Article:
Wednesday, 22 January 2014

Summary of Desertification

Short Summary of Desertification

Desertification occurs when:
  • the tree and plant cover that binds the soil is removed. It occurs when trees and bushes are stripped away for fuelwood and timber, or to clear land for cultivation.
  • animals eat away grasses and erode topsoil with their hooves.
  • intensive farming depletes the nutrients in the soil.
Wind and water erosion aggravate the damage, carrying away topsoil and leaving behind a highly infertile mix of dust and sand. It is the combination of these factors that transforms degraded land into desert.

Effects of Desertification :
- Infertile land
- Crack lands
- Global Warming
- Waste of land
- Endanger life forms
- Destruction of natural habitats

Saturday, 11 January 2014

21th Century Problem (Pollution in water)

Look at any ecosystem and there could be multiple forms of contamination—streams full of toxic chemicals from industrial processes, rivers overloaded with nutrients from farms, trash blowing away from landfills, city skies covered in smog. Even landscapes that appear pristine can experience the effects of pollution sources located hundreds or thousands of miles away.
Pollution may muddy landscapes, poison soils and waterways, or kill plants and animals. Humans are also regularly harmed by pollution. Long-term exposure to air pollution, for example, can lead to chronic respiratory disease, lung cancer and other diseases. Toxic chemicals that accumulate in top predators can make some species unsafe to eat. More than one billion people lack access to clean water and 2.4 billion don’t have adequate sanitation, putting them at risk of contracting deadly diseases.


21th Century Problems (Desertification)√

Desertification is a type of land degradation in which a relatively dry land region becomes increasingly arid, typically losing its bodies of water as well as vegetation and wildlife. It is caused by a variety of factors, such as climate change and human activities. Desertification is a significant global ecological and environmental problem.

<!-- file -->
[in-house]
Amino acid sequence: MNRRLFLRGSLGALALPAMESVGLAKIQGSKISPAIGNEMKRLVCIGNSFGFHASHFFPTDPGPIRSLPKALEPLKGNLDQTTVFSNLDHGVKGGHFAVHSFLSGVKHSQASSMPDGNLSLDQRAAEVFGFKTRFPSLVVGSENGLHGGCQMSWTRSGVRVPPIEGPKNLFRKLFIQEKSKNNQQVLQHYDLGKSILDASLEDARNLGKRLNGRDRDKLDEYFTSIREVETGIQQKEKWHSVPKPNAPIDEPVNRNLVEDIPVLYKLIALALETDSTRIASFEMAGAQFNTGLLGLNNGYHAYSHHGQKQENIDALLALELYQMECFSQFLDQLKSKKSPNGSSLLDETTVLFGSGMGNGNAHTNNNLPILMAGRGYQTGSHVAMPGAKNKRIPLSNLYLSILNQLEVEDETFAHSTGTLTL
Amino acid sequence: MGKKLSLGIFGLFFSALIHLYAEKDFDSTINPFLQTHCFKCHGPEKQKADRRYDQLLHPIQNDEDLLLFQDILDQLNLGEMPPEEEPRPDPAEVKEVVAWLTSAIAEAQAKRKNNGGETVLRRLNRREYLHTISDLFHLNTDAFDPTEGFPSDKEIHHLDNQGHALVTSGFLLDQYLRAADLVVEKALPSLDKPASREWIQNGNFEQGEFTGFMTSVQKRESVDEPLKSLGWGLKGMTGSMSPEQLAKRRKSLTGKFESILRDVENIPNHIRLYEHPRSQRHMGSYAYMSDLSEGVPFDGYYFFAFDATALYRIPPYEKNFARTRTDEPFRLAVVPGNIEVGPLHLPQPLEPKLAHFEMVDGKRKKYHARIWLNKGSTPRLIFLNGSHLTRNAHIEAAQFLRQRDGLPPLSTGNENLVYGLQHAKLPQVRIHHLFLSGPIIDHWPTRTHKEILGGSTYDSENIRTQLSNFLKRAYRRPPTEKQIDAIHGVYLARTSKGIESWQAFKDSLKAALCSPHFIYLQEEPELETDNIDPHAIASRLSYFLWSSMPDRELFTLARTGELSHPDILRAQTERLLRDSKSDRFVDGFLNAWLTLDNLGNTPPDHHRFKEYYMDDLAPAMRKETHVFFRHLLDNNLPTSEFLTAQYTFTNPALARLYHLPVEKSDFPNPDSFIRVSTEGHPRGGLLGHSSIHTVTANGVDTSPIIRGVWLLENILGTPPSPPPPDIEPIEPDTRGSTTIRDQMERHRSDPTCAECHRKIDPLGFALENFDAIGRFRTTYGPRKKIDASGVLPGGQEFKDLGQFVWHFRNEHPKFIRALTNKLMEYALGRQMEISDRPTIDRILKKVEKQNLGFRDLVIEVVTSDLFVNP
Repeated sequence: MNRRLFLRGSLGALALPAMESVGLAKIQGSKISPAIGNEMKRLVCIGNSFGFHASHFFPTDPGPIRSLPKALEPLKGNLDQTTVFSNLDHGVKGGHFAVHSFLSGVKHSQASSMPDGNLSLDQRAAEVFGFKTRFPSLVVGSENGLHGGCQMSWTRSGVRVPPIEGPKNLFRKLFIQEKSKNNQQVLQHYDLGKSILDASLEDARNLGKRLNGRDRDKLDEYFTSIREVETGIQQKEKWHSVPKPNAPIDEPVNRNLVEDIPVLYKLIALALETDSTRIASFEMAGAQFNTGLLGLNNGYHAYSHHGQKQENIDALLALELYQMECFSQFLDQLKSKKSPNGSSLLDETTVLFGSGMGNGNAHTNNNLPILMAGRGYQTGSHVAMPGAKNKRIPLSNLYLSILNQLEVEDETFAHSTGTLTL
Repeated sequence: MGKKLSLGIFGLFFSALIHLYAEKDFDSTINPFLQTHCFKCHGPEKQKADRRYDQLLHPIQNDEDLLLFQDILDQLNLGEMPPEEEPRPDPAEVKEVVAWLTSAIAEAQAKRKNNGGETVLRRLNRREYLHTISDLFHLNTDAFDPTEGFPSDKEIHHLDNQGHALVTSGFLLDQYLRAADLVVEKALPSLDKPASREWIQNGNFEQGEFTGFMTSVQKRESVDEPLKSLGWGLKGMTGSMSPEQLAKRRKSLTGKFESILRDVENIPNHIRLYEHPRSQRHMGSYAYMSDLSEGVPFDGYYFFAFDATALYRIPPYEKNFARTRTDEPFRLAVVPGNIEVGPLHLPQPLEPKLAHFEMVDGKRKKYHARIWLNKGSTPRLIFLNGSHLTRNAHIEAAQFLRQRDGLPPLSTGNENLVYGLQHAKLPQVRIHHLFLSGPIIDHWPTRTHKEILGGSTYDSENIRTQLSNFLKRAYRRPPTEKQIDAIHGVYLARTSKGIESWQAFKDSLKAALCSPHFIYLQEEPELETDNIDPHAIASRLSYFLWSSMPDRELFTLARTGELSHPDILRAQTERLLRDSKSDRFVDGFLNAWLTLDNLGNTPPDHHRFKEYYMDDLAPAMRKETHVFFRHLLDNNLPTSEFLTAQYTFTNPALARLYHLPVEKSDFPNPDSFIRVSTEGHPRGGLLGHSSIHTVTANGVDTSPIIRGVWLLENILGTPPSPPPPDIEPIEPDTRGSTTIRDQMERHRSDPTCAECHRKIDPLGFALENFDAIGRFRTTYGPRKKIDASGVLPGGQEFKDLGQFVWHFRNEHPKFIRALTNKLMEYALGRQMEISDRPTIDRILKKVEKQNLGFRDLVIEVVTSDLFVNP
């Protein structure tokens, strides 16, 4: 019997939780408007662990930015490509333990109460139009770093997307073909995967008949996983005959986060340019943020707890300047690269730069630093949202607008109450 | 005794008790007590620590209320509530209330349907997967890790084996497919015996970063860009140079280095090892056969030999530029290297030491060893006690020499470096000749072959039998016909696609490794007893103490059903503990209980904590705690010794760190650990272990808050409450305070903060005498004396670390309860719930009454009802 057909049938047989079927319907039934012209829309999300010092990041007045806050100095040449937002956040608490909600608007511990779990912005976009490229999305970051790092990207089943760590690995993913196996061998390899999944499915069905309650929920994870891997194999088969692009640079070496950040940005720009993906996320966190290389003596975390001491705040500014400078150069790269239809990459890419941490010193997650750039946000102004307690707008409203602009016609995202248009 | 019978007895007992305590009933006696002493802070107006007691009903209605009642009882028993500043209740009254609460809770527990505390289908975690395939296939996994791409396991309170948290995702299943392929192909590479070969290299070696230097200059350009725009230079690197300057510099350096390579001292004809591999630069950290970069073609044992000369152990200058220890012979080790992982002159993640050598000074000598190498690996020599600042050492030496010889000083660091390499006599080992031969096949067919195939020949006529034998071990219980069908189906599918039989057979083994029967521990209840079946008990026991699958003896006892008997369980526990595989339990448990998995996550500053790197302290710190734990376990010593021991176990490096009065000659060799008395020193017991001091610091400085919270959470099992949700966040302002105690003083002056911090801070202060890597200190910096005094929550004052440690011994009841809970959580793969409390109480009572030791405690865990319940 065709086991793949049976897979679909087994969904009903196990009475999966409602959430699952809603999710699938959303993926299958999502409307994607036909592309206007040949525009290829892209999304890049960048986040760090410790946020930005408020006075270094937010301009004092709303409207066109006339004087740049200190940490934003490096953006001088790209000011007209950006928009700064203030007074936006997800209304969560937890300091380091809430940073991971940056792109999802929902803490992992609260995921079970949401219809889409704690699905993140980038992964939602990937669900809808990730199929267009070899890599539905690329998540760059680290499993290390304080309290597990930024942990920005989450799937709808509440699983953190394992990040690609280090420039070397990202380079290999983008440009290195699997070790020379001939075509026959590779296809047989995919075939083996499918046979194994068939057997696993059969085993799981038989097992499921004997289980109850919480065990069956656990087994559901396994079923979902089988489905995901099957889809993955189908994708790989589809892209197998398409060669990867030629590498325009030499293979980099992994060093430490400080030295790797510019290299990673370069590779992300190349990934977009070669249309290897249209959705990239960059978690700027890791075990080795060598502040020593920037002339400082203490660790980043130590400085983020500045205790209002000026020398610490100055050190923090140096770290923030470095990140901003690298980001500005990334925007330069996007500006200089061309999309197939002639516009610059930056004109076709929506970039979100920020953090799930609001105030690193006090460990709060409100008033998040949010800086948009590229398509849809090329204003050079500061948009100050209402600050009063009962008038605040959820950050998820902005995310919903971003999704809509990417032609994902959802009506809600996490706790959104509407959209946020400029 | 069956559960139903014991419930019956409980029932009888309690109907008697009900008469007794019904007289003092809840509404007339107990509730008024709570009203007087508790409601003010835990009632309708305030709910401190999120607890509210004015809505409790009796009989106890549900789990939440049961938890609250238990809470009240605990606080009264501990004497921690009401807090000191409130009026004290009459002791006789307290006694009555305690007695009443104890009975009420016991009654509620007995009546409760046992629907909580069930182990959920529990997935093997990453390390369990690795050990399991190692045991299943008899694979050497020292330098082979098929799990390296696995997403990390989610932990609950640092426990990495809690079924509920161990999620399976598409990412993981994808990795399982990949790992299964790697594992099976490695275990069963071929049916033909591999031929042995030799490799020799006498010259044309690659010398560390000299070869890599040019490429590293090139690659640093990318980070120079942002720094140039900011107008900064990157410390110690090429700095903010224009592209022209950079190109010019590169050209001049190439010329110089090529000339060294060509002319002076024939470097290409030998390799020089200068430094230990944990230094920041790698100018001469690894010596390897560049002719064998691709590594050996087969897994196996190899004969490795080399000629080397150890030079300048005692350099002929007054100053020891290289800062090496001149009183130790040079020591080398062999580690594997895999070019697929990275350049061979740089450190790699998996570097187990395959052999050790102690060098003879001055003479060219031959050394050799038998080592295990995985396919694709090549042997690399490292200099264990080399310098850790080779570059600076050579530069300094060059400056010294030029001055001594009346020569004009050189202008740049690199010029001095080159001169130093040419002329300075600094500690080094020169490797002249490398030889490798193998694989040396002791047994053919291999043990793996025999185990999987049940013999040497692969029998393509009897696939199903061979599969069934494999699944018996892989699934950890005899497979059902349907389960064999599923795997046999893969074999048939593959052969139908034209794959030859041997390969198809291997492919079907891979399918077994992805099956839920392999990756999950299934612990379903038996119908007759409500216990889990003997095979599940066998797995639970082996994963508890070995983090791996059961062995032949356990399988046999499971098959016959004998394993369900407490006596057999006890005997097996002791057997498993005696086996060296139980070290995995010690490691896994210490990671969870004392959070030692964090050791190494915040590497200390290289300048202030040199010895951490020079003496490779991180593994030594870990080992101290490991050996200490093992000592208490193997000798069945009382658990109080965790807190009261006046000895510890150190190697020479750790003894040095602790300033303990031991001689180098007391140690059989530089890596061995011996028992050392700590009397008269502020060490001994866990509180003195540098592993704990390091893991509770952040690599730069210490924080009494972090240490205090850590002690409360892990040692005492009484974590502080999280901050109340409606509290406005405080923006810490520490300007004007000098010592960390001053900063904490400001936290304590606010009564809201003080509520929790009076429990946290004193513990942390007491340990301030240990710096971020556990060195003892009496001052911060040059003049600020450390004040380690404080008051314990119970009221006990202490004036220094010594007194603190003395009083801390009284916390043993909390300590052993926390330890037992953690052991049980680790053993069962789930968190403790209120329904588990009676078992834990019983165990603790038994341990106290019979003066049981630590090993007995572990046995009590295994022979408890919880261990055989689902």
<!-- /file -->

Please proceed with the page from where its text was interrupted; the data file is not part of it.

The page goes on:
21th Century Problems(Housing)

In the recent, Singapore is facing the problem of housing shortage as well as high housing prices. Due to the limited land supply in Singapore, the demand for public housing has been increasing at a faster rate than the supply of public housing, resulting in sky high prices for public housing. It has been said by some that Singapore is following Hong Kong's footsteps.
The EIP(Ethnic Integration Policy)  limits the number of Chinese, Malay and Indian people living within a neighbourhood and within a HDB block of flats. This policy was made initially with the aim to promote racial cohesiveness in the multi-racial society of Singapore.However, this policy has restricted the type of buyers for the resale flats. It has a part to play in causing the housing prices to increase too.
  • Malays were usually selling at valuation price because they can only sell to fellow Malays
  • However, the Chinese sellers who are freeing up the Chinese quota, are free to set a higher price.
  • Chinese-owned flats (some) were sold at $80,000 above valuation. 

Inez, L. K. L. (2012, April 14). Singapore housing. Retrieved from\

(Inez, 2012)